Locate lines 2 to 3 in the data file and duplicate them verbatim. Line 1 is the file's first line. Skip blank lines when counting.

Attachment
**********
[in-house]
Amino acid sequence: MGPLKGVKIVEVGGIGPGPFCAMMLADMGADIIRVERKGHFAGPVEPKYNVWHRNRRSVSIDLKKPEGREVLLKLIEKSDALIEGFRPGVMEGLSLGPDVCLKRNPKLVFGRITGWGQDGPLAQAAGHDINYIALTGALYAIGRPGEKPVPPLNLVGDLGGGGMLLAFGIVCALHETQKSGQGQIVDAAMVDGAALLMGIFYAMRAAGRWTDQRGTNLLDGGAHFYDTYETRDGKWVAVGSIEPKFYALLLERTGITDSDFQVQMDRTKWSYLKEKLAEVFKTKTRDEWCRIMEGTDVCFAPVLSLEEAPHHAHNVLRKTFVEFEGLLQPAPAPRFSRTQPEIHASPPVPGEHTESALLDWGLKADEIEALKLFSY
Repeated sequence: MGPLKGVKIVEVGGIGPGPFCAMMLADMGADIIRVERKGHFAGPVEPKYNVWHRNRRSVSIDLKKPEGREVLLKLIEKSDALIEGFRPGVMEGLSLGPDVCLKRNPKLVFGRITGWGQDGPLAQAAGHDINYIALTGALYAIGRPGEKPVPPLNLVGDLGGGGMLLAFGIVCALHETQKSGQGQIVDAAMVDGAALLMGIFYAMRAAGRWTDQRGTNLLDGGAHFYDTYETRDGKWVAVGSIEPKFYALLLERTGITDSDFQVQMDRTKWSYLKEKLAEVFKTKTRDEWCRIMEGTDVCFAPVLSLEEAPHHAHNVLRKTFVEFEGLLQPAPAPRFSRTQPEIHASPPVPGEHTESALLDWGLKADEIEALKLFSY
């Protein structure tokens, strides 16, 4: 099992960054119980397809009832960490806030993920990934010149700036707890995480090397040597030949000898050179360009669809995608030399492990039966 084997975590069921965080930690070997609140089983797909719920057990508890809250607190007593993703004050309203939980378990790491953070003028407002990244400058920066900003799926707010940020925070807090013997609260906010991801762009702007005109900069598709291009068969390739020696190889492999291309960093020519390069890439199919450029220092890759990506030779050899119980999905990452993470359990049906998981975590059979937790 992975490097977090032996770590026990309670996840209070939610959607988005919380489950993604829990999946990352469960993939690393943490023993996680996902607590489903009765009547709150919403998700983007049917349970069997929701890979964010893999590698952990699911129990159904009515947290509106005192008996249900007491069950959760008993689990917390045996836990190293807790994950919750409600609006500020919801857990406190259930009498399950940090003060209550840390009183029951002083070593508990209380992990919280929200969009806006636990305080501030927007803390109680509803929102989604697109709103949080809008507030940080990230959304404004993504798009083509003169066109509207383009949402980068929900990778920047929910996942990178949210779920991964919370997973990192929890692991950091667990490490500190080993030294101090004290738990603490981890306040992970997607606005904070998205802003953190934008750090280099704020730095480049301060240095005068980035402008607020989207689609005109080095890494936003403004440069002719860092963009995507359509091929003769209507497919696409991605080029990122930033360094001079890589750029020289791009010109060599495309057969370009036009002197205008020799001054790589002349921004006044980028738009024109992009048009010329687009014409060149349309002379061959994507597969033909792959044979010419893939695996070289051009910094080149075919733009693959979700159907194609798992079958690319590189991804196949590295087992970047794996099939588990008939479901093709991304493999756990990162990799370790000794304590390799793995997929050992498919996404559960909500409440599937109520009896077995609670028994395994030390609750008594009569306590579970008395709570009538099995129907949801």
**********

Amino acid sequence: MGPLKGVKIVEVGGIGPGPFCAMMLADMGADIIRVERKGHFAGPVEPKYNVWHRNRRSVSIDLKKPEGREVLLKLIEKSDALIEGFRPGVMEGLSLGPDVCLKRNPKLVFGRITGWGQDGPLAQAAGHDINYIALTGALYAIGRPGEKPVPPLNLVGDLGGGGMLLAFGIVCALHETQKSGQGQIVDAAMVDGAALLMGIFYAMRAAGRWTDQRGTNLLDGGAHFYDTYETRDGKWVAVGSIEPKFYALLLERTGITDSDFQVQMDRTKWSYLKEKLAEVFKTKTRDEWCRIMEGTDVCFAPVLSLEEAPHHAHNVLRKTFVEFEGLLQPAPAPRFSRTQPEIHASPPVPGEHTESALLDWGLKADEIEALKLFSY
Repeated sequence: MGPLKGVKIVEVGGIGPGPFCAMMLADMGADIIRVERKGHFAGPVEPKYNVWHRNRRSVSIDLKKPEGREVLLKLIEKSDALIEGFRPGVMEGLSLGPDVCLKRNPKLVFGRITGWGQDGPLAQAAGHDINYIALTGALYAIGRPGEKPVPPLNLVGDLGGGGMLLAFGIVCALHETQKSGQGQIVDAAMVDGAALLMGIFYAMRAAGRWTDQRGTNLLDGGAHFYDTYETRDGKWVAVGSIEPKFYALLLERTGITDSDFQVQMDRTKWSYLKEKLAEVFKTKTRDEWCRIMEGTDVCFAPVLSLEEAPHHAHNVLRKTFVEFEGLLQPAPAPRFSRTQPEIHASPPVPGEHTESALLDWGLKADEIEALKLFSY